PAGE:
Friday, February 24, 2006

The Vatican: Goose, gander, etc. 

We have been worried about asymmetrical tolerance, and how the tolerant can contend with the intolerant. Most people in the world seem to believe that Muslims, just by being angry and violent enough, can nullify the right to free speech held so dearly by Westerners. Even the Vatican, which nobody should have expected to stand up for free speech, denounced the infamous Danish cartoons three weeks ago ("Western culture has to know its limits"). Now, however, the papacy seems to have rediscovered its inner absolutism (which is, after all, what one expects from the Catholic pope):
After backing calls by Muslims for respect for their religion in the Mohammad cartoons row, the Vatican is now urging Islamic countries to reciprocate by showing more tolerance towards their Christian minorities.

Roman Catholic leaders at first said Muslims were right to be outraged when Western newspapers reprinted Danish caricatures of the Prophet, including one with a bomb
in his turban. Most Muslims consider any images of Mohammad to be blasphemous.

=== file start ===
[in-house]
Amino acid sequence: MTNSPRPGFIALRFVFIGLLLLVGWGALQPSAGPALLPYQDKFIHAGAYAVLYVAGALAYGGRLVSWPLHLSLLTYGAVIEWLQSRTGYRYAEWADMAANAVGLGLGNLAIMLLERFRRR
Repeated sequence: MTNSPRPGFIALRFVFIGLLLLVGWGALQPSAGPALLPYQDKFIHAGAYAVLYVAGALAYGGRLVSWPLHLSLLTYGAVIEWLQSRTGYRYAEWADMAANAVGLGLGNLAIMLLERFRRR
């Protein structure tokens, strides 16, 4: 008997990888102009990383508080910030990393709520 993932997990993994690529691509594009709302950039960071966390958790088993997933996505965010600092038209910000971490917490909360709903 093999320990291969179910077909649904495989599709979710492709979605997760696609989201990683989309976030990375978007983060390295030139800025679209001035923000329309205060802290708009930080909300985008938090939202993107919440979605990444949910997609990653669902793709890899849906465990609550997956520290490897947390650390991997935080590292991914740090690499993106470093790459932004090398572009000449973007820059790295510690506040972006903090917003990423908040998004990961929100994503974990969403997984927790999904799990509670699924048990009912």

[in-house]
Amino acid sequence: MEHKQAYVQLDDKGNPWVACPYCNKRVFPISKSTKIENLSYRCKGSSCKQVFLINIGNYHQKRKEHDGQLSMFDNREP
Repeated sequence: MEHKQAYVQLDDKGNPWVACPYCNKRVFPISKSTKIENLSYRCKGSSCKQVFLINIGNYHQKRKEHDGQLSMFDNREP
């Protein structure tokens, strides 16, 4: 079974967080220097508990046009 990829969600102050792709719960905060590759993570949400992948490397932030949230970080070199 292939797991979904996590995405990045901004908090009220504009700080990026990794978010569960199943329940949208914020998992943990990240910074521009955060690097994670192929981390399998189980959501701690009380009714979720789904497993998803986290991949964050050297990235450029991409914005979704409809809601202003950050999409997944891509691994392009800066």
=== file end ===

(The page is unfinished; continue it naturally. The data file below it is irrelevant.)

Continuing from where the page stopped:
After criticising both the cartoons and the violent protests in Muslim countries that followed, the Vatican this week linked the issue to its long-standing concern that the rights of other faiths are limited, sometimes severely, in Muslim countries....

"Enough now with this turning the other cheek! It's our duty to protect ourselves," Monsignor Velasio De Paolis, secretary of the Vatican's supreme court, thundered in the daily La Stampa.


While not endorsing free speech -- as I wrote above, that's not exactly a Catholic specialty -- the Vatican does demand equal treatment, and that is also important. Now, everybody with two brain cells to rub together knows that this is an entirely bootless demand, insofar as the House of Saud isn't going to authorize the erection of a cathedral in Mecca, or even a humble Quaker meeting house in Riyadh's dankest corner, just because the world's smallest country says it should. But, and this is the important part, the Vatican's demand casts the asymmetry of Islam's own requirements for "respect" in very sharp relief. This is a useful service befitting the leaders of the world's largest church.

CWCID: The always vigilent USS Neverdock.


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